Jim Harbaugh is done with college football.

At this point, that much seems quite clear. The sooner Michigan fans accept this as reality, the easier the rest of this process will become.

Whether it’s Carolina, Indianapolis, Denver or a heretofore unknown location, Harbaugh appears dead set on returning to the NFL at this point. If he wanted to squelch the latest round of speculation as spurious rumor mongering, he already would have done so.

“But he already has!” those still in denial might say.

Harbaugh, after all, very publicly went on the record last month to get ahead of the story.

Here’s the full statement Harbaugh made on the day Michigan’s Fiesta Bowl pairing with TCU was announced:

“No man knows the future, but I think that people that think we’ve done a good job and are pleased with the job that we’ve done here at Michigan are gonna be very happy to learn that I’ll be back enthusiastically coaching the Wolverines in 2023. And those people that don’t approve of the job we’ve done and would rather see somebody else coaching here, I think they’ll be most likely disappointed to learn that I’ll be back coaching the Wolverines in 2023.”

Yet as multiple outlets have reported, Harbaugh still answered a call from Carolina Panthers owner David Tepper about the Panthers’ vacancy.

If you’re truly enthusiastic about coaching the Wolverines in 2023, wouldn’t you tell Tepper, “This is as far as this discussion needs to go?”

There’s also a chance Harbaugh’s December statement was a trick of semantics rather than an outright lie.

The CFP national championship game is being played on Jan. 9, 2023, and Harbaugh obviously had every intention of enthusiastically coaching in that game until the Horned Frogs developed an alternate set of plans. What was once technically true — Harbaugh coaching the Wolverines in 2023 — only turned into a full-on fib once Michigan lost on Dec. 31.

Timing is also an issue.

When Harbaugh was asked about NFL rumors, signing day was 3 weeks away. He had to make a full, definitive-sounding commitment to Michigan or risk disaster with the incoming recruiting class. Even if he doesn’t intend on being in Ann Arbor next season, there’s little question Harbaugh wants the best for Michigan football moving forward.

And what’s best for Michigan football is a future with Jim Harbaugh in the NFL.

Harbaugh’s point of no return

Harbaugh has backed himself into a corner, and the National Football League is the only exit available.

A year ago, Harbaugh bought himself some grace after his failed job interview with the Minnesota Vikings on February’s National Signing Day. He said he had an itch to scratch, and assured it would never happen again.

A year later, it’s already happening again.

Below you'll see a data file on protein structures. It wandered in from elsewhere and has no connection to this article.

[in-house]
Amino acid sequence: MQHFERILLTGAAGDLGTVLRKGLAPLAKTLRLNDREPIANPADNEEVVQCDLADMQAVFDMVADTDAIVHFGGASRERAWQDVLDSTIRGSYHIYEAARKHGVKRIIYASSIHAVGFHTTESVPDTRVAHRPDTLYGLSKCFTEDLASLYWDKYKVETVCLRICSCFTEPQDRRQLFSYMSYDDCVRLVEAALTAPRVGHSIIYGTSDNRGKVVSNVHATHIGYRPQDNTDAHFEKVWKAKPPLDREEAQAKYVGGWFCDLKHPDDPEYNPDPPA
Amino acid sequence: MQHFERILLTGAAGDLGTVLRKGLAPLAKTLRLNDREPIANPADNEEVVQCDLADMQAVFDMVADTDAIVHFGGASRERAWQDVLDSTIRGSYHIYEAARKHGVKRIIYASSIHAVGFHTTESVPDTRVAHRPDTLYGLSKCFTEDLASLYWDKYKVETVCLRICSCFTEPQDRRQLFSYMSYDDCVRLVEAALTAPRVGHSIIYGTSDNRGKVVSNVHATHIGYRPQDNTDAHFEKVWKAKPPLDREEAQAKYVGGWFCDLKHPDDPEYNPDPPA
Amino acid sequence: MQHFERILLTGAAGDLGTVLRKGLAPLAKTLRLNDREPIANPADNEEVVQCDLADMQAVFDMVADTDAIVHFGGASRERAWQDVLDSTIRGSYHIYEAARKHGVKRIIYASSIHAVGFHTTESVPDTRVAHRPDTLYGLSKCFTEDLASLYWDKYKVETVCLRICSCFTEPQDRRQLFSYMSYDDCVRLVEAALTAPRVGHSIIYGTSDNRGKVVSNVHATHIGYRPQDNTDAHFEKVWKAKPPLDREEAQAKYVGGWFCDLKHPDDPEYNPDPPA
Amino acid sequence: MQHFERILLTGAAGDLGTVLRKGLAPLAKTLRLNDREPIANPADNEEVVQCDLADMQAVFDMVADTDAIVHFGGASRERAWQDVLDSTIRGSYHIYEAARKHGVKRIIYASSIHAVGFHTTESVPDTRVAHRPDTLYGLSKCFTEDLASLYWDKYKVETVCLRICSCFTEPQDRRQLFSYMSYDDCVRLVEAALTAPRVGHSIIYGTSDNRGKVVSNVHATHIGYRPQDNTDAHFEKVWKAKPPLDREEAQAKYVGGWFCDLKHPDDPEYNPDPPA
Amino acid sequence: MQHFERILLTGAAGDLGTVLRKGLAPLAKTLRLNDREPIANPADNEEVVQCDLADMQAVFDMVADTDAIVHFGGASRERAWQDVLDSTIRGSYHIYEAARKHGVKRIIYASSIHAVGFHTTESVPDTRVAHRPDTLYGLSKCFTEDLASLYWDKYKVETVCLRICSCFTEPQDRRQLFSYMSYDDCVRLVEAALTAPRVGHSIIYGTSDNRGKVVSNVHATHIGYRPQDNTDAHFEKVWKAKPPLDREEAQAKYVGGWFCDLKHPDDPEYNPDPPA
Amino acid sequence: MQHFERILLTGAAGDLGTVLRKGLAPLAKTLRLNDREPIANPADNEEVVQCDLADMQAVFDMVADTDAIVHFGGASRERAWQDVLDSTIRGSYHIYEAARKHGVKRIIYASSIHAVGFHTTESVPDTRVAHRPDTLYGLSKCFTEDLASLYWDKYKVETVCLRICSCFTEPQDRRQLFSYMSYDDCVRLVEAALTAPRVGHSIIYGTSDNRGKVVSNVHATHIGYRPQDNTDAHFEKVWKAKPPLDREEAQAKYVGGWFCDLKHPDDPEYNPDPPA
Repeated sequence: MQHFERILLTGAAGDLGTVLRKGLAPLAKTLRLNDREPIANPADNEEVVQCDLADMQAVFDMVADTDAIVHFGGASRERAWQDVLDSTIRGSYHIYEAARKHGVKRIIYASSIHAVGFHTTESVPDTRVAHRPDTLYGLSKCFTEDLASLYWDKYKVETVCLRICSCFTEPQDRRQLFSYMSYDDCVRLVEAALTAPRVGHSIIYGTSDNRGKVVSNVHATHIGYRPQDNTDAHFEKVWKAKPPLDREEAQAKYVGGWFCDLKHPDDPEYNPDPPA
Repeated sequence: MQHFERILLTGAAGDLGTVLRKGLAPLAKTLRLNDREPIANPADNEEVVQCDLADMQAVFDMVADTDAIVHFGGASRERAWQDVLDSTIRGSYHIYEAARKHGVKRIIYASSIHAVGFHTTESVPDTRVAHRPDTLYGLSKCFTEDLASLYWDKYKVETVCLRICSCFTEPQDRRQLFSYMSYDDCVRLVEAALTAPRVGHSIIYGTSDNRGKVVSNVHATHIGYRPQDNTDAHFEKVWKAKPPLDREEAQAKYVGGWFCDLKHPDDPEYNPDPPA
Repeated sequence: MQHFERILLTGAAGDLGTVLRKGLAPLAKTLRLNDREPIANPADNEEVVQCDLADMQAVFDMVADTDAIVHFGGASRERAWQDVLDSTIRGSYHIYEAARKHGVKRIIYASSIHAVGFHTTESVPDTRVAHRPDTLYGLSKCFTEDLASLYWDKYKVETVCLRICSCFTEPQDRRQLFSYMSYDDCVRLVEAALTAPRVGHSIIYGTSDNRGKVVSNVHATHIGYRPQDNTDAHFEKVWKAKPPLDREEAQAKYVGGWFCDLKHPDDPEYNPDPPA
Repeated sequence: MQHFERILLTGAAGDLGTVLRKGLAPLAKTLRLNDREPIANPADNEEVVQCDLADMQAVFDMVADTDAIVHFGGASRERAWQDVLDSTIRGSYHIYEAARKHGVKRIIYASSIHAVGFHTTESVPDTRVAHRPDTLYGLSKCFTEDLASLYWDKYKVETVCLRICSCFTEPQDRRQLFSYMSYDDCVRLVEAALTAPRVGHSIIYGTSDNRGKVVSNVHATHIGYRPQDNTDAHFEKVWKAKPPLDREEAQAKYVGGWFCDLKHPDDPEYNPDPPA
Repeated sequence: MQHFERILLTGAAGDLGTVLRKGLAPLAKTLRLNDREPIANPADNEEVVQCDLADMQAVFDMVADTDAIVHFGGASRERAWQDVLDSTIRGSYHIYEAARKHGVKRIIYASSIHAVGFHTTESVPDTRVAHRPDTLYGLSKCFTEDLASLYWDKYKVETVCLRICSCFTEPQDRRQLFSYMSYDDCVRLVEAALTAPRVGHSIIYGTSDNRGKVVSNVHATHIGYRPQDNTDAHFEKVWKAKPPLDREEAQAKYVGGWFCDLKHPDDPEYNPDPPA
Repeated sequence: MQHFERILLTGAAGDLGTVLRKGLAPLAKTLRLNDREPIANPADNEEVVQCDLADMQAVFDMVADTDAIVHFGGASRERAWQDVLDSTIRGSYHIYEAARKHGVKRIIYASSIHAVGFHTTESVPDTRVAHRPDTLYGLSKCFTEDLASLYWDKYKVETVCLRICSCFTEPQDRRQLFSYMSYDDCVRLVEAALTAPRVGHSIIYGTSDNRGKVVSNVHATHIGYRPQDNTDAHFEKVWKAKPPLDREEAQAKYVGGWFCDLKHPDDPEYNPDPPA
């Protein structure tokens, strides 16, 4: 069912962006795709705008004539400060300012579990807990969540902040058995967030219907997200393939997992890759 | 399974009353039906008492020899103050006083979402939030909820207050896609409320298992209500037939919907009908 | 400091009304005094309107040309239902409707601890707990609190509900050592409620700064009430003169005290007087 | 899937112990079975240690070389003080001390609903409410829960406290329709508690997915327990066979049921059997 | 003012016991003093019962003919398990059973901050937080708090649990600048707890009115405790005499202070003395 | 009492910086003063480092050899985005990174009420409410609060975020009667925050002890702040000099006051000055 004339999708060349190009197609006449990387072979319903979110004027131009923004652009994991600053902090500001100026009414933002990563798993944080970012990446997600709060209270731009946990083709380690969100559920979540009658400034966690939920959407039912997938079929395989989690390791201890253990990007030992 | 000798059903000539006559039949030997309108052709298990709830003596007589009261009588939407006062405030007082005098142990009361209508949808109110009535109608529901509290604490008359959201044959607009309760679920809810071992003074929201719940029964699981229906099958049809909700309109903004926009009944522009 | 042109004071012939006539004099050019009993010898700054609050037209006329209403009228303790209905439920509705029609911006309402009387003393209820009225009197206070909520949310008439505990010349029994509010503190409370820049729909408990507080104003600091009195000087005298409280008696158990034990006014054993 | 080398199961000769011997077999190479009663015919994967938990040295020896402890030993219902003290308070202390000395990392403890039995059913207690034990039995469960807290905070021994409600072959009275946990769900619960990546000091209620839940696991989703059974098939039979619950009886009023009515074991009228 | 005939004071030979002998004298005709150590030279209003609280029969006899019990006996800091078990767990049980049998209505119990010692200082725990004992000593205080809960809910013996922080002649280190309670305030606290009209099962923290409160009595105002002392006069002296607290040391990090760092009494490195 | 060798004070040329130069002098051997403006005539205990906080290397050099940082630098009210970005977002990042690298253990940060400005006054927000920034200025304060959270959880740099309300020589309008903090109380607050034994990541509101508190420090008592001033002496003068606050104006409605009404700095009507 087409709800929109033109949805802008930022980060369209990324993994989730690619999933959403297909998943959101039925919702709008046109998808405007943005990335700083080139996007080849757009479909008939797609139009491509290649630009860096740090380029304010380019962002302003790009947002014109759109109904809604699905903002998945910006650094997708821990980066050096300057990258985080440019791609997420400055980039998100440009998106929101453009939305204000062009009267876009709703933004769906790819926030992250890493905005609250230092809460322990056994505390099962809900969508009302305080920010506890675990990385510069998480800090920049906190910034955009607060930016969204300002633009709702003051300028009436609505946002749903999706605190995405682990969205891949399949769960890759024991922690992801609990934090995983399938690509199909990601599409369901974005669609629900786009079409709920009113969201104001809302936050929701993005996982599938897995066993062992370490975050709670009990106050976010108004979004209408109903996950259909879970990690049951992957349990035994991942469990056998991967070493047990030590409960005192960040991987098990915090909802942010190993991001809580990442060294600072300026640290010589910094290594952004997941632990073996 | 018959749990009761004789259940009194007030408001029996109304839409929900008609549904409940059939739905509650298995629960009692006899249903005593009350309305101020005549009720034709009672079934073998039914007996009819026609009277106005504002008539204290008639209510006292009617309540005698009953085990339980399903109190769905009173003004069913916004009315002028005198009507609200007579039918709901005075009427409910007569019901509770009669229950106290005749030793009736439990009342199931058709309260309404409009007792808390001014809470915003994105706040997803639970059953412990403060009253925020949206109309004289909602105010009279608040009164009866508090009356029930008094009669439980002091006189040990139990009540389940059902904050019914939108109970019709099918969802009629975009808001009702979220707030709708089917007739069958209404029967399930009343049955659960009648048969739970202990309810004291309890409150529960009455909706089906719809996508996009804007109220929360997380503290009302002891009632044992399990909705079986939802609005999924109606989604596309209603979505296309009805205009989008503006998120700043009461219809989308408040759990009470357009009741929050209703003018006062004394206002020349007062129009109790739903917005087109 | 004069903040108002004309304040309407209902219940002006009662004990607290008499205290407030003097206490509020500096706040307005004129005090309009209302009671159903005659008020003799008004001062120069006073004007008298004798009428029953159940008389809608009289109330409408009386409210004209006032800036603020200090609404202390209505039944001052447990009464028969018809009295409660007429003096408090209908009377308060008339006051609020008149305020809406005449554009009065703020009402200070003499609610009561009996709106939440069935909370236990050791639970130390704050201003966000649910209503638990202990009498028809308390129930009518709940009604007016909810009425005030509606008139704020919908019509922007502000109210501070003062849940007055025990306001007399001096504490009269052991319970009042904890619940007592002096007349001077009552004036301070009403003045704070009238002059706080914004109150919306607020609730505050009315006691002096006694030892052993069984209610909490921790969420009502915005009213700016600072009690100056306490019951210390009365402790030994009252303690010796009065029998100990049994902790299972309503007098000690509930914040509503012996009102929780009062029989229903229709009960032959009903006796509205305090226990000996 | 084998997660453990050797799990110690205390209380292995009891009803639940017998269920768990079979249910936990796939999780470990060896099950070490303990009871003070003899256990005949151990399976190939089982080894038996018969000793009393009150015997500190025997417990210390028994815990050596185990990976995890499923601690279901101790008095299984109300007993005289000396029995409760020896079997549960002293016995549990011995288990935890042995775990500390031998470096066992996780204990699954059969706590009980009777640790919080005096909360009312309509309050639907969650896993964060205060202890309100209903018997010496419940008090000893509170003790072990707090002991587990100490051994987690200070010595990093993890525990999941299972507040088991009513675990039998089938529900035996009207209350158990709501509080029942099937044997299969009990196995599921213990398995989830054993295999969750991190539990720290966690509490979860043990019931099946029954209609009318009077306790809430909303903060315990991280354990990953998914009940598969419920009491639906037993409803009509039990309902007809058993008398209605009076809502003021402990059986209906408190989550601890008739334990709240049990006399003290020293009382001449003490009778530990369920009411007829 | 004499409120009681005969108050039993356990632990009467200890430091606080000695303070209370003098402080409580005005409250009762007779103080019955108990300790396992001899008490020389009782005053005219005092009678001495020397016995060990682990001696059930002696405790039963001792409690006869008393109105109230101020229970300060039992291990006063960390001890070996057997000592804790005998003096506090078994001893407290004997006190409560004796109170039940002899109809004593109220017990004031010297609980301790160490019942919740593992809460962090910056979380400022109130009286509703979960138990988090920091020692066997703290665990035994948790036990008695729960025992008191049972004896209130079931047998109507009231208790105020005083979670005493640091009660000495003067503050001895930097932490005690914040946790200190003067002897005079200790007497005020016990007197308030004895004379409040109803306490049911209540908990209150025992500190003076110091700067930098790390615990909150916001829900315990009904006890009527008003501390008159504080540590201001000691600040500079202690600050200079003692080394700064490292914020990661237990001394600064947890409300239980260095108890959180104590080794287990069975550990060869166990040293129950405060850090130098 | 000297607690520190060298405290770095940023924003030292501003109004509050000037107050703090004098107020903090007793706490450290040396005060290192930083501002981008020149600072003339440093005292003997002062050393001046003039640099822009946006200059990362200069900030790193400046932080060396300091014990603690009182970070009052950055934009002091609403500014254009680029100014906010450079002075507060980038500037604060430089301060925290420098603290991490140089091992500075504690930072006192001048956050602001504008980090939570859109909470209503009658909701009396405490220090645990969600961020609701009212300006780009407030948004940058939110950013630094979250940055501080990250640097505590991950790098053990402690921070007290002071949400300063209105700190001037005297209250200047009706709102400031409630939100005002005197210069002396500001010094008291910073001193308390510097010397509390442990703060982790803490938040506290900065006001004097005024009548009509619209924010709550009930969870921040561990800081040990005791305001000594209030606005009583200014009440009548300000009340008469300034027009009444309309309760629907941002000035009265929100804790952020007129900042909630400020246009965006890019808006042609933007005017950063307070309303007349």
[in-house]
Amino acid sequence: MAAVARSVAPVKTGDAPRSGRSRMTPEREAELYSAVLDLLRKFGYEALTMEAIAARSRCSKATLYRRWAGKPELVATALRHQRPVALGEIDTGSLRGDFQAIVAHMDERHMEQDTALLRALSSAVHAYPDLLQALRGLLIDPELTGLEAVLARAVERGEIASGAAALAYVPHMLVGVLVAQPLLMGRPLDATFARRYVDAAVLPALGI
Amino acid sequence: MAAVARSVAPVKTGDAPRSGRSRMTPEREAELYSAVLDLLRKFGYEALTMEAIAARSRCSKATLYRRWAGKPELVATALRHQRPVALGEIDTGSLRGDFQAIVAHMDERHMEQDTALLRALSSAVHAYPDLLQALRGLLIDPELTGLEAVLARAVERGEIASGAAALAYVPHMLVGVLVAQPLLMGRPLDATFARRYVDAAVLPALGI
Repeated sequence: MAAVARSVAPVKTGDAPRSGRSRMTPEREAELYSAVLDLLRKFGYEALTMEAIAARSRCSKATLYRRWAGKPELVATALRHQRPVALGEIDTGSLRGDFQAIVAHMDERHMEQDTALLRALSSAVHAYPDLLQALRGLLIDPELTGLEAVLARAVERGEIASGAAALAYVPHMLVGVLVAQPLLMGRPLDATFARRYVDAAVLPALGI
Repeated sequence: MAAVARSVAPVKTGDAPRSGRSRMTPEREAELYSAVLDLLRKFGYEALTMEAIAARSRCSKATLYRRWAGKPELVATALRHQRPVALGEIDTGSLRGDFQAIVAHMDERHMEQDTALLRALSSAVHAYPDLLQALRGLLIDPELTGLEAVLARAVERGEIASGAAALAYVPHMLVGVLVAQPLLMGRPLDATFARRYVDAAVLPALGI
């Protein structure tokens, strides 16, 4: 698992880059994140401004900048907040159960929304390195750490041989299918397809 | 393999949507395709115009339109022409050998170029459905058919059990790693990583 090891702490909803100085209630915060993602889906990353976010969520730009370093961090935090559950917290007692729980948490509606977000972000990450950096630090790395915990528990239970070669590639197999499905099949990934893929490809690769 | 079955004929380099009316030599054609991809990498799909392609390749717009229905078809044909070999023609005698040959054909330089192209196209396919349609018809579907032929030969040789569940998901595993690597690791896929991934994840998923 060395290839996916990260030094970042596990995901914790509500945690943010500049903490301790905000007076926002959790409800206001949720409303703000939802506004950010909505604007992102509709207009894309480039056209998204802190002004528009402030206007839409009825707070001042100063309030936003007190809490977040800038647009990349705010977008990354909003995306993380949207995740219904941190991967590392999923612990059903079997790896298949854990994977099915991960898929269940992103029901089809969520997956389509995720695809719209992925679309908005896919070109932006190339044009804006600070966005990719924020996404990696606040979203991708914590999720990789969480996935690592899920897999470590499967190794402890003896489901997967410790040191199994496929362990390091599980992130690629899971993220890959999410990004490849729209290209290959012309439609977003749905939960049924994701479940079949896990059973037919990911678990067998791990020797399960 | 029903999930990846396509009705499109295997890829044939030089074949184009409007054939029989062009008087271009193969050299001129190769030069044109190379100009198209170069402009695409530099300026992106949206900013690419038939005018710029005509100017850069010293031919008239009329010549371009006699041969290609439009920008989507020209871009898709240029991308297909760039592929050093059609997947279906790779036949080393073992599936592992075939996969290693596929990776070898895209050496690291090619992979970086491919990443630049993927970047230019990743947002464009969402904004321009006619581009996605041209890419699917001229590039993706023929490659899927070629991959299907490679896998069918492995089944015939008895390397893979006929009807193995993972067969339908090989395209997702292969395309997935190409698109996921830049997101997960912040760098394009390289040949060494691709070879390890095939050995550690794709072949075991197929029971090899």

Even though his conversation with Tepper “wasn’t an interview,” there’s far too much smoke here to deny this is a 5-alarm blaze. And based on all of his previous statements, it’s Harbaugh’s pants that are on fire.

Michigan AD Warde Manuel can’t allow this to keep happening without being made to look like a fool. Remember — fool me once, shame on you; fool me twice, shame on me. It’s not a new concept.

More importantly, Michigan can’t allow this to keep happening without it having a deleterious effect on recruiting.

It’s likely we’re already witnessing it chip away at the Wolverines on the recruiting trail. Michigan’s signing class is ranked 17th in the country by 247Sports — the program’s lowest ranking since 2018.

Recruiting is the primary reason agents are able to ransom athletic departments into preposterous contract extensions.

A year ago, James Franklin and Mel Tucker signed extensions tying them to their programs for another decade. Last month, Minnesota gave PJ Fleck a new contract extension for the 3rd time in 4 years. All of these coaches sell recruits on program stability.

Each ensuing offseason of NFL rumors frays Michigan’s stability. And no, these aren’t being leaked by secret agents in the employ of Ohio State and Michigan State. This is quite obviously the real deal.

Surely Harbaugh himself recognizes how far he’s veering from the foundational philosophy of his hero, Bo Schembechler.

“No man is more important than the team,” Schembechler thundered in his most famous locker room speech. “No coach is more important than the team. Team, team, team.”

With his continued NFL flirtation, it’s clear that Harbaugh does view himself as more important than the team. And that’s his prerogative. If competing at the professional level is what he wants, there’s no point in not remaining true to that desire.

But he also must go this offseason. Michigan can’t afford to continue taking a backseat to Harbaugh’s whims.

There’s little doubt Manuel had a contingency plan if Harbaugh left last offseason, and it’s likely still in place, perhaps with some additional names to consider.

He should be prepared to call them. The marriage of Michigan and Jim Harbaugh can scarcely carry on in this fashion.